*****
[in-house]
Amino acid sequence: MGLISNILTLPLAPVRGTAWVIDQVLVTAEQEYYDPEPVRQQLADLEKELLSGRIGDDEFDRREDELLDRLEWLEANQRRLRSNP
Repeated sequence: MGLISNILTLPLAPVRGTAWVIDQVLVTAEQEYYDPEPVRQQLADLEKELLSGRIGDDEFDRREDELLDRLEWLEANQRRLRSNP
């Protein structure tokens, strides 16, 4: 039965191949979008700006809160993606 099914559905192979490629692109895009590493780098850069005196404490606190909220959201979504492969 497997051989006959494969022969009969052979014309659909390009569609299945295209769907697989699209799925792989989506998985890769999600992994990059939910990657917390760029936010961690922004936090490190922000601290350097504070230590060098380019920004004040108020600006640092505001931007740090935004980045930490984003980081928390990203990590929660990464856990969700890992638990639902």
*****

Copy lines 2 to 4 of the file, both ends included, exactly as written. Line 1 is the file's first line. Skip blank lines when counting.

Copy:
Amino acid sequence: MGLISNILTLPLAPVRGTAWVIDQVLVTAEQEYYDPEPVRQQLADLEKELLSGRIGDDEFDRREDELLDRLEWLEANQRRLRSNP
Repeated sequence: MGLISNILTLPLAPVRGTAWVIDQVLVTAEQEYYDPEPVRQQLADLEKELLSGRIGDDEFDRREDELLDRLEWLEANQRRLRSNP
């Protein structure tokens, strides 16, 4: 039965191949979008700006809160993606 099914559905192979490629692109895009590493780098850069005196404490606190909220959201979504492969 497997051989006959494969022969009969052979014309659909390009569609299945295209769907697989699209799925792989989506998985890769999600992994990059939910990657917390760029936010961690922004936090490190922000601290350097504070230590060098380019920004004040108020600006640092505001931007740090935004980045930490984003980081928390990203990590929660990464856990969700890992638990639902």